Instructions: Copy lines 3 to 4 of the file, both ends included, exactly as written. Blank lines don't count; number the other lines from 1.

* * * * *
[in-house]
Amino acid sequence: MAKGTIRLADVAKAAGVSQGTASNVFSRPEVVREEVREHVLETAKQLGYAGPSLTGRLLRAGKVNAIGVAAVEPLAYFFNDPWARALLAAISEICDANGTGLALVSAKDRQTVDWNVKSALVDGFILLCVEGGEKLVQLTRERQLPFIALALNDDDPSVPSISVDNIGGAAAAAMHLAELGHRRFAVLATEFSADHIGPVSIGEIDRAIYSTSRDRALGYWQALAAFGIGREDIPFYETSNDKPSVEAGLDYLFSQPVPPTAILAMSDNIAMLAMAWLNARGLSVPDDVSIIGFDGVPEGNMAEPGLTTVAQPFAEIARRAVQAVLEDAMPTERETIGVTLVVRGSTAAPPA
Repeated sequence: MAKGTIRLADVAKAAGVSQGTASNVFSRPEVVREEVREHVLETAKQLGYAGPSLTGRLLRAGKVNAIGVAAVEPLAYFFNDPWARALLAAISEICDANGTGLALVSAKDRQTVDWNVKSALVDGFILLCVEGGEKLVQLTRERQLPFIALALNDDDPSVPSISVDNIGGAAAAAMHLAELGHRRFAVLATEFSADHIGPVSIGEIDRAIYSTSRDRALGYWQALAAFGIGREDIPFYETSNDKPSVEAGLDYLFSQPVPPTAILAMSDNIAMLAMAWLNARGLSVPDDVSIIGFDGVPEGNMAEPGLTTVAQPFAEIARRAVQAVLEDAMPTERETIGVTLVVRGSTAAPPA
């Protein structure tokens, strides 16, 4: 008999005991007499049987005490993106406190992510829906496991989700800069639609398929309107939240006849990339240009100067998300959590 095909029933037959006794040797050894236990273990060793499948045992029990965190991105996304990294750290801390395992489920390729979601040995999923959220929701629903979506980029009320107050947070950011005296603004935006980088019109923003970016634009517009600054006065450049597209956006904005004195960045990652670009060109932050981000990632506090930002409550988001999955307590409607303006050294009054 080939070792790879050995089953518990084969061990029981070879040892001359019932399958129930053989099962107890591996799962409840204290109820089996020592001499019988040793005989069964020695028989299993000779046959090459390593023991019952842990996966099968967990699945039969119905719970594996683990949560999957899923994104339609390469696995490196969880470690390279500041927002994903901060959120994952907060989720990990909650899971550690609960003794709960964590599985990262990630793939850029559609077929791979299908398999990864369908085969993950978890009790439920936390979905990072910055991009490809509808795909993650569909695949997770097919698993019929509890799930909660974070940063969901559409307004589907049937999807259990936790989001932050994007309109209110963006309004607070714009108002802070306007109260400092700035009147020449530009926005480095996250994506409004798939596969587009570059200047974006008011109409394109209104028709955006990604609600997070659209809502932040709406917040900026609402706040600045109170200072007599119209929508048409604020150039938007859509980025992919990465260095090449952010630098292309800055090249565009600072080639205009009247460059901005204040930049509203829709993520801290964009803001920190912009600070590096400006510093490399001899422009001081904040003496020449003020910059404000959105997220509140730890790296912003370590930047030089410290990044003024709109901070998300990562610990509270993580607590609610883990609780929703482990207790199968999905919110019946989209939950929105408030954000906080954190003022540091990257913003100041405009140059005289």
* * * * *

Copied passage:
Repeated sequence: MAKGTIRLADVAKAAGVSQGTASNVFSRPEVVREEVREHVLETAKQLGYAGPSLTGRLLRAGKVNAIGVAAVEPLAYFFNDPWARALLAAISEICDANGTGLALVSAKDRQTVDWNVKSALVDGFILLCVEGGEKLVQLTRERQLPFIALALNDDDPSVPSISVDNIGGAAAAAMHLAELGHRRFAVLATEFSADHIGPVSIGEIDRAIYSTSRDRALGYWQALAAFGIGREDIPFYETSNDKPSVEAGLDYLFSQPVPPTAILAMSDNIAMLAMAWLNARGLSVPDDVSIIGFDGVPEGNMAEPGLTTVAQPFAEIARRAVQAVLEDAMPTERETIGVTLVVRGSTAAPPA
């Protein structure tokens, strides 16, 4: 008999005991007499049987005490993106406190992510829906496991989700800069639609398929309107939240006849990339240009100067998300959590 095909029933037959006794040797050894236990273990060793499948045992029990965190991105996304990294750290801390395992489920390729979601040995999923959220929701629903979506980029009320107050947070950011005296603004935006980088019109923003970016634009517009600054006065450049597209956006904005004195960045990652670009060109932050981000990632506090930002409550988001999955307590409607303006050294009054 080939070792790879050995089953518990084969061990029981070879040892001359019932399958129930053989099962107890591996799962409840204290109820089996020592001499019988040793005989069964020695028989299993000779046959090459390593023991019952842990996966099968967990699945039969119905719970594996683990949560999957899923994104339609390469696995490196969880470690390279500041927002994903901060959120994952907060989720990990909650899971550690609960003794709960964590599985990262990630793939850029559609077929791979299908398999990864369908085969993950978890009790439920936390979905990072910055991009490809509808795909993650569909695949997770097919698993019929509890799930909660974070940063969901559409307004589907049937999807259990936790989001932050994007309109209110963006309004607070714009108002802070306007109260400092700035009147020449530009926005480095996250994506409004798939596969587009570059200047974006008011109409394109209104028709955006990604609600997070659209809502932040709406917040900026609402706040600045109170200072007599119209929508048409604020150039938007859509980025992919990465260095090449952010630098292309800055090249565009600072080639205009009247460059901005204040930049509203829709993520801290964009803001920190912009600070590096400006510093490399001899422009001081904040003496020449003020910059404000959105997220509140730890790296912003370590930047030089410290990044003024709109901070998300990562610990509270993580607590609610883990609780929703482990207790199968999905919110019946989209939950929105408030954000906080954190003022540091990257913003100041405009140059005289």